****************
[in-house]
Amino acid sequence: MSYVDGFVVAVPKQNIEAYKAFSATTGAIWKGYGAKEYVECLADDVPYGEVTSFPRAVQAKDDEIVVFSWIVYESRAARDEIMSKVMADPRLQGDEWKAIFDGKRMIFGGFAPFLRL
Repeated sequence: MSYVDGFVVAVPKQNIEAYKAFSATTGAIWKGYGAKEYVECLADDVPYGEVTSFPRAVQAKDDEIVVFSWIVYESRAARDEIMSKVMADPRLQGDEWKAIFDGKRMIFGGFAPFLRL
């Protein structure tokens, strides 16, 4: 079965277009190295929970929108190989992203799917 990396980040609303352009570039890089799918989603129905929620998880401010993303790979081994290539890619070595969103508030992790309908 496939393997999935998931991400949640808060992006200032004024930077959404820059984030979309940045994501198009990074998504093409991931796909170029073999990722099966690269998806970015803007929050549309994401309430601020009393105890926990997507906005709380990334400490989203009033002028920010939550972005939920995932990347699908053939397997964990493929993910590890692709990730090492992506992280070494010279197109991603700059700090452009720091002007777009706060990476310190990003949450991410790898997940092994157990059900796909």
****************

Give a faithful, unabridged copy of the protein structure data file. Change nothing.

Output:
[in-house]
Amino acid sequence: MSYVDGFVVAVPKQNIEAYKAFSATTGAIWKGYGAKEYVECLADDVPYGEVTSFPRAVQAKDDEIVVFSWIVYESRAARDEIMSKVMADPRLQGDEWKAIFDGKRMIFGGFAPFLRL
Repeated sequence: MSYVDGFVVAVPKQNIEAYKAFSATTGAIWKGYGAKEYVECLADDVPYGEVTSFPRAVQAKDDEIVVFSWIVYESRAARDEIMSKVMADPRLQGDEWKAIFDGKRMIFGGFAPFLRL
């Protein structure tokens, strides 16, 4: 079965277009190295929970929108190989992203799917 990396980040609303352009570039890089799918989603129905929620998880401010993303790979081994290539890619070595969103508030992790309908 496939393997999935998931991400949640808060992006200032004024930077959404820059984030979309940045994501198009990074998504093409991931796909170029073999990722099966690269998806970015803007929050549309994401309430601020009393105890926990997507906005709380990334400490989203009033002028920010939550972005939920995932990347699908053939397997964990493929993910590890692709990730090492992506992280070494010279197109991603700059700090452009720091002007777009706060990476310190990003949450991410790898997940092994157990059900796909």